Over the years I have tried to come up with ways of using my knots that would appeal to non-knotting people. One of the most obvious things is the key fob and its kin. There is, however, a limit to the number of identical items I think is fair to expect a hobbyist to tie. I never wanted to feel as if I were doing piece work in a sweatshop. That would be the quickest way for me to lose all drive to ever tie another knot. Because of this, I was always looking for a new and technically challenging knot project. I eventually decided to try making a fob/pocket charm-type thing that would hold a coin, or minted charm, of some sort. It would have to look good, and it would have to work well — this also meant it would have to work over a reasonable life span.
This is the method I came up with. I originally used Turk’s Head knots, but these didn’t completely satisfy me. One day I found the Spanish Ring knot; the problem was solved. After that it was just a question of material selection and technique.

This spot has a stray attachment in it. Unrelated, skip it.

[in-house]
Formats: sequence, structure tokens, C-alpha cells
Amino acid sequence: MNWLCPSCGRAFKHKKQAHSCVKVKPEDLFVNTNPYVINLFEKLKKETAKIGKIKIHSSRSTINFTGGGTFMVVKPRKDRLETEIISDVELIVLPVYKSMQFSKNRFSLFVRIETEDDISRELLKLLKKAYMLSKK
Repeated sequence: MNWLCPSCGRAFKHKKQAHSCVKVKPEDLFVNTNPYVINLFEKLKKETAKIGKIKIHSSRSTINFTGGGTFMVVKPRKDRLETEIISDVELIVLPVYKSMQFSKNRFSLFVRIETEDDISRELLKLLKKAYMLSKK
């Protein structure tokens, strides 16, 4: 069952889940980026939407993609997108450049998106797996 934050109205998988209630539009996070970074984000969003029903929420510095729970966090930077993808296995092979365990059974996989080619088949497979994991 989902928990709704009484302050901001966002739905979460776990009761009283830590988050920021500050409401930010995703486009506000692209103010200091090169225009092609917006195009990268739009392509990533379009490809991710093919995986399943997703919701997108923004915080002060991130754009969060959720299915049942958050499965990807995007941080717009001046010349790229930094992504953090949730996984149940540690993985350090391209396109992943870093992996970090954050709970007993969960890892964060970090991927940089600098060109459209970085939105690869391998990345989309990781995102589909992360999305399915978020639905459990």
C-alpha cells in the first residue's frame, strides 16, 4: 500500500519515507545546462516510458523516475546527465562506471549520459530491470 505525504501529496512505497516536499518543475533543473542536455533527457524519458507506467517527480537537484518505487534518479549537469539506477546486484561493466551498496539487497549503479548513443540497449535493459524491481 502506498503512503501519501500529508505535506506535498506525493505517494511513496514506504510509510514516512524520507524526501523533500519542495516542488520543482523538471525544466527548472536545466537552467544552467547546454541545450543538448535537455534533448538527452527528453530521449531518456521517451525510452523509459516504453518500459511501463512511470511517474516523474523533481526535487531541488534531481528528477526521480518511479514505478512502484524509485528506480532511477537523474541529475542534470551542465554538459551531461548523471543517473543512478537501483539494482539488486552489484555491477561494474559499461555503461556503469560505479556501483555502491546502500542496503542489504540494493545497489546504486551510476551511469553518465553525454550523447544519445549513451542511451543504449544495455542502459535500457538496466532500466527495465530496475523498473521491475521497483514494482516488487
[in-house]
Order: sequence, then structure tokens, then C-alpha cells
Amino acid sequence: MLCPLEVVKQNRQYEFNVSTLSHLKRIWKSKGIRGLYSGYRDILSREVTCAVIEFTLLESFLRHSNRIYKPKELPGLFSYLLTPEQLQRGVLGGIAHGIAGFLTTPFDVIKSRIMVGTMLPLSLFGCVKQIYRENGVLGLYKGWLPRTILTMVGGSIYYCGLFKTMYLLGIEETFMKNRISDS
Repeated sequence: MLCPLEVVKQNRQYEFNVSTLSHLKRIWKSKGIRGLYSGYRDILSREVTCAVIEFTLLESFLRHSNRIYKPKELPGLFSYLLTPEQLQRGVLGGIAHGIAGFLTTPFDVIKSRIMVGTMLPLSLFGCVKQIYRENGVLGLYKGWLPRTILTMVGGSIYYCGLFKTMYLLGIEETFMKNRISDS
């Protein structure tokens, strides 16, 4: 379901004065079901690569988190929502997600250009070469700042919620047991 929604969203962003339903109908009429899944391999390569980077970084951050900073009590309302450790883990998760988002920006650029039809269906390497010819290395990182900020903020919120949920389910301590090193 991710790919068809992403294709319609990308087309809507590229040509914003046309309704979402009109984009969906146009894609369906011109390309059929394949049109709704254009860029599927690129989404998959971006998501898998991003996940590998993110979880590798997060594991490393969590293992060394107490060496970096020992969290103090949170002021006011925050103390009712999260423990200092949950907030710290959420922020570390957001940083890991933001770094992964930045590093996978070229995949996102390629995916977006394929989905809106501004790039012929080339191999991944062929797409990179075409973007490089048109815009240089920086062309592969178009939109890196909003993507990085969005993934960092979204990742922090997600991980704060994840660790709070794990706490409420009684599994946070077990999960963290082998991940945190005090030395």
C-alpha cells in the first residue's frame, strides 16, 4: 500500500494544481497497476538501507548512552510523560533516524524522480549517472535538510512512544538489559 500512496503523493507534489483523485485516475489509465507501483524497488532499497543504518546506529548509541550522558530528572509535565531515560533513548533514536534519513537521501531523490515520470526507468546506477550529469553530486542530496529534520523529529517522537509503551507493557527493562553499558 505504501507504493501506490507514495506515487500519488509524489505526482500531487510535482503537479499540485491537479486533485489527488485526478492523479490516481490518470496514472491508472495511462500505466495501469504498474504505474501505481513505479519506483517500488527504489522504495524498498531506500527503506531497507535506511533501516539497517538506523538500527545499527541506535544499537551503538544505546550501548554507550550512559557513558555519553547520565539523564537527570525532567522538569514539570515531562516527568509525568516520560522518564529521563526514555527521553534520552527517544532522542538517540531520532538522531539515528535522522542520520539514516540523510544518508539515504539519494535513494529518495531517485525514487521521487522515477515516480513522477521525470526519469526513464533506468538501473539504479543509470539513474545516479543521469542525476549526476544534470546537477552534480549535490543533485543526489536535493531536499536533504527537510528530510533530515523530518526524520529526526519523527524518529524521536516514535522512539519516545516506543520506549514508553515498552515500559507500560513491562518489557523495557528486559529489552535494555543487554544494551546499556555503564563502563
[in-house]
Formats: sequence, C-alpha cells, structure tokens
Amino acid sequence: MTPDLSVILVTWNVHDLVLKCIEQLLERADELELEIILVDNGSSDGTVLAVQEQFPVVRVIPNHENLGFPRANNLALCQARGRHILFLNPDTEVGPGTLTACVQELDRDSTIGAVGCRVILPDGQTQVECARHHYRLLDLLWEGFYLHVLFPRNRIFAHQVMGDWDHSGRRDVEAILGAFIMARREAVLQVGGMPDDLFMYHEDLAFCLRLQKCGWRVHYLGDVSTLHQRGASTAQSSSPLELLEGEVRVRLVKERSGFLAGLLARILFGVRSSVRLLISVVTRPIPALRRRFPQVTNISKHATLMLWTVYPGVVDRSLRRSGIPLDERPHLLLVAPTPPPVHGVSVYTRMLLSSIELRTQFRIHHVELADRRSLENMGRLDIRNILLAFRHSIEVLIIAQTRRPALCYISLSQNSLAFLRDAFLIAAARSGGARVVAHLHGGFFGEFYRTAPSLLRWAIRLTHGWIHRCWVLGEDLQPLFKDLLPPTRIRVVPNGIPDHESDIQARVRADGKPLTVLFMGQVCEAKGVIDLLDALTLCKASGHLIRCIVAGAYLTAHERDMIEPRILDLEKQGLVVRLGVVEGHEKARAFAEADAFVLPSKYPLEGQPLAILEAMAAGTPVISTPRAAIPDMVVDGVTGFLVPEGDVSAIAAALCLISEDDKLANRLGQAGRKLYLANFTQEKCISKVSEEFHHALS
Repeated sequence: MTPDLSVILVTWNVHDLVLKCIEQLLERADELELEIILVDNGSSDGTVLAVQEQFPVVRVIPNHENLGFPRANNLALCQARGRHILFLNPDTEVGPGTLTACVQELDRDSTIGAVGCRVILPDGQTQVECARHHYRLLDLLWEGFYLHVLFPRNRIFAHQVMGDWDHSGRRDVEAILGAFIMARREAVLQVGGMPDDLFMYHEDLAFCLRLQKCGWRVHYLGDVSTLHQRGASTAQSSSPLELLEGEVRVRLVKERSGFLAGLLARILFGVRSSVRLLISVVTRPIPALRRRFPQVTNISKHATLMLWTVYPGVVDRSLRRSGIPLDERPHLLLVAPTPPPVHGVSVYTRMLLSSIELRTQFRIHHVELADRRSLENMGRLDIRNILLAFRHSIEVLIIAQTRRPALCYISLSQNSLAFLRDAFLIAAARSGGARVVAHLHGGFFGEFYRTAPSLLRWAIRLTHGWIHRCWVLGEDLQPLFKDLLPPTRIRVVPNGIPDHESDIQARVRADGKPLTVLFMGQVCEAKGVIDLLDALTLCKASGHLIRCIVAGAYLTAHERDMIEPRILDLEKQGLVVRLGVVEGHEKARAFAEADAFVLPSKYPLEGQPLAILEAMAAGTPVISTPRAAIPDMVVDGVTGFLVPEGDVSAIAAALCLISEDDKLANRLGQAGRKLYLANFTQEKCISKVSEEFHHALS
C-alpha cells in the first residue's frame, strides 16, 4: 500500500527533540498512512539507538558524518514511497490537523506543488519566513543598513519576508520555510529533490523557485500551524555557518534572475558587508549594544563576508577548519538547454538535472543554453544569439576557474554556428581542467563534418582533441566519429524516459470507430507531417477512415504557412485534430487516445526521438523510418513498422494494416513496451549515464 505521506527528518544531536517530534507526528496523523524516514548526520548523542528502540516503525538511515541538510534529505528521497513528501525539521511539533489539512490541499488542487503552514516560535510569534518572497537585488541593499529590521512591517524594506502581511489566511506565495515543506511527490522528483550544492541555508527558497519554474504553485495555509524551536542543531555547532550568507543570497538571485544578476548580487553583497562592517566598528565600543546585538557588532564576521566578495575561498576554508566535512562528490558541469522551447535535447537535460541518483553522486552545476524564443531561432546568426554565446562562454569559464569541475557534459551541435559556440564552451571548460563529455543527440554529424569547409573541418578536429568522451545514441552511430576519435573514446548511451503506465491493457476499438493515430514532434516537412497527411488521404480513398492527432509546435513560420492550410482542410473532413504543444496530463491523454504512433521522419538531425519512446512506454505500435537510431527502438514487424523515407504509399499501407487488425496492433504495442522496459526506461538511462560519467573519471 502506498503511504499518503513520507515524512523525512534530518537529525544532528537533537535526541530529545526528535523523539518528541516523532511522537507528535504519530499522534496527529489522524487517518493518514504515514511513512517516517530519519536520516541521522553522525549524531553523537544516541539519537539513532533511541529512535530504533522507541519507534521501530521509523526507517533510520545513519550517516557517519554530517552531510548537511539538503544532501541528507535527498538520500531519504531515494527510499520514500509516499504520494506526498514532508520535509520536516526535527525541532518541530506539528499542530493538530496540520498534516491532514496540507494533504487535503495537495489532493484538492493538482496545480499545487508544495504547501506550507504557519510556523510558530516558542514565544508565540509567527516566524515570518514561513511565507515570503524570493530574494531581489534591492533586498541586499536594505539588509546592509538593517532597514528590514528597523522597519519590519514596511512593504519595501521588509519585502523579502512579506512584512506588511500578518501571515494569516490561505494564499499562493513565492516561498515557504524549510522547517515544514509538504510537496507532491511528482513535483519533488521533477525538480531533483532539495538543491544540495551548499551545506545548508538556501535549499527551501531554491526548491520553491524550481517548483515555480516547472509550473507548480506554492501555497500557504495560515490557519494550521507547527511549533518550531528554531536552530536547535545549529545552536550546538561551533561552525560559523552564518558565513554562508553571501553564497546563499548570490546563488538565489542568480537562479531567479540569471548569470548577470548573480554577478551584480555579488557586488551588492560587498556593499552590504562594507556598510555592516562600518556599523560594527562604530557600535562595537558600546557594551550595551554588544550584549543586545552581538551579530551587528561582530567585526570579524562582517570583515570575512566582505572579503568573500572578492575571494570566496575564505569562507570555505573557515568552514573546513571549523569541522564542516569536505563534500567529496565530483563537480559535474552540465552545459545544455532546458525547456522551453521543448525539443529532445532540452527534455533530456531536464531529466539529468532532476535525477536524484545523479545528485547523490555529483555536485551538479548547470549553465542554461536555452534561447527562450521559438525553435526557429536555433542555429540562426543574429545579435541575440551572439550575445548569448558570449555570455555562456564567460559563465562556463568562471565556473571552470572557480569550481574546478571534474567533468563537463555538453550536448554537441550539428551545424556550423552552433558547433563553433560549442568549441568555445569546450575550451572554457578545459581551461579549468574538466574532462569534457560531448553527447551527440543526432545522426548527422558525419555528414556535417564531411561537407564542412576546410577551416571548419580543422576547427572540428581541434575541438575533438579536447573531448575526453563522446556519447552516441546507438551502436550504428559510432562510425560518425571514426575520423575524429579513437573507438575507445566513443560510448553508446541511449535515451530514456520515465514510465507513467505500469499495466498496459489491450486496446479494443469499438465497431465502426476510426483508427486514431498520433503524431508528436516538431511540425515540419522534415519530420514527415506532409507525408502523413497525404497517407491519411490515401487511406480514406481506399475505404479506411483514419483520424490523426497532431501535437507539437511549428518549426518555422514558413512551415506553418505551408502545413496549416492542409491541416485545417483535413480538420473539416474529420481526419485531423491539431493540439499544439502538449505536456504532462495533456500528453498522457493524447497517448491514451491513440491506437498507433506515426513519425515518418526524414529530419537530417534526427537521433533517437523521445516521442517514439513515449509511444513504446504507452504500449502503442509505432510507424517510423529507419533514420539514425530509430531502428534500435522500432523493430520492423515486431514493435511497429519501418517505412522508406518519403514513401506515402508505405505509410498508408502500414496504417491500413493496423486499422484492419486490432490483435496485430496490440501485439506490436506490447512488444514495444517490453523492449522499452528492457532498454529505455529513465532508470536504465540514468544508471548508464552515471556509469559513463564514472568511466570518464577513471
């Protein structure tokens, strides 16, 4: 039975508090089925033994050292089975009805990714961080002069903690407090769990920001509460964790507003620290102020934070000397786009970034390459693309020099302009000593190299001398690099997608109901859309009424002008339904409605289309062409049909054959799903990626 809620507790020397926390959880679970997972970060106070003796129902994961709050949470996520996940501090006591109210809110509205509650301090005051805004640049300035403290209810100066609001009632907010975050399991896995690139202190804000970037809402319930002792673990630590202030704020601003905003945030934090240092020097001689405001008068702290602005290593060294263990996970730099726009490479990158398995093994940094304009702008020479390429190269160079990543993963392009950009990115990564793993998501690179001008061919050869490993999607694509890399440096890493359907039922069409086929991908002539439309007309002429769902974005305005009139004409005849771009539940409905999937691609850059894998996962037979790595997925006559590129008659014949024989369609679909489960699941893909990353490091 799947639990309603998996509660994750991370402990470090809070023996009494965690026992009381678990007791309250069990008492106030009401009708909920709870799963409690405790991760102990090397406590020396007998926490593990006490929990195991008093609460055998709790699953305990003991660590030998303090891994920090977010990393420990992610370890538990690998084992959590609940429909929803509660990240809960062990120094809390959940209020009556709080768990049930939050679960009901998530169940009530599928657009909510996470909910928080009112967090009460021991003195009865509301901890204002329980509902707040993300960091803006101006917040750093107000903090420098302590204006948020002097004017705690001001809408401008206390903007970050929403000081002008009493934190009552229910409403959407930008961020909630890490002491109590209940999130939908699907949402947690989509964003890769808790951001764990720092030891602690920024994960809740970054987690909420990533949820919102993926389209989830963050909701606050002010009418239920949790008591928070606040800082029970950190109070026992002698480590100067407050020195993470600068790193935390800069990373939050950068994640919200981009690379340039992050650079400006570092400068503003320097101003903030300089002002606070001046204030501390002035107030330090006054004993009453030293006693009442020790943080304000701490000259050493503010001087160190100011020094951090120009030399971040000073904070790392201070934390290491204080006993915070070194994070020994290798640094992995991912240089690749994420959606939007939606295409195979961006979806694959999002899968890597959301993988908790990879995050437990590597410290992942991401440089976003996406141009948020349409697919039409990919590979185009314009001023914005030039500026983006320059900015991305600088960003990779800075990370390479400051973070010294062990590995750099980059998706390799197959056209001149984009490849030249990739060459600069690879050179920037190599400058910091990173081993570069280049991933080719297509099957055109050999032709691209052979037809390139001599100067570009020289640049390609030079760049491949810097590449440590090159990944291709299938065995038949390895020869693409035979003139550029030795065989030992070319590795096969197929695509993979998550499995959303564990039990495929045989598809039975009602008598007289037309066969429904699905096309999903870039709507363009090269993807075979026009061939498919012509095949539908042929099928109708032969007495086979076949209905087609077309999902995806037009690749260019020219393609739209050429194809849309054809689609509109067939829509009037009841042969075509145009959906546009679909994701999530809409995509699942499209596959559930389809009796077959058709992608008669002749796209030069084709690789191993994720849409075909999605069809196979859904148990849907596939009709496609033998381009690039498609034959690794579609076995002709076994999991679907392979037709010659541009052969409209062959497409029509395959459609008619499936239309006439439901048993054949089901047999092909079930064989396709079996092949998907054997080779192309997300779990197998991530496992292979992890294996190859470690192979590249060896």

Gutted paracord makes a fine, long-lasting fob. The technique is something you find over a string of attempts — as long as you cull mercilessly. I have made these for friends who have carried them for years while living in the tropics on sailboats. I have never had a complaint or a request for maintenance. I have had requests for more of them to be used as gifts, to curry favor with the local officials. In one gift you had a nice looking, useful fob — and a way to give someone a U.S. silver dollar — that didn’t look like an outright bribe.
The coin in the photo is a 20 Colone piece, from a trip to Costa Rica. The fob has done various duty over the years and has traveled long, hard miles. It still doesn’t show any appreciable wear.
Thank you for dropping by my site. I try to keep the parade of knots moving, and varied, so come back again. If you see me at the parade wave; it’s nice to know someone is watching: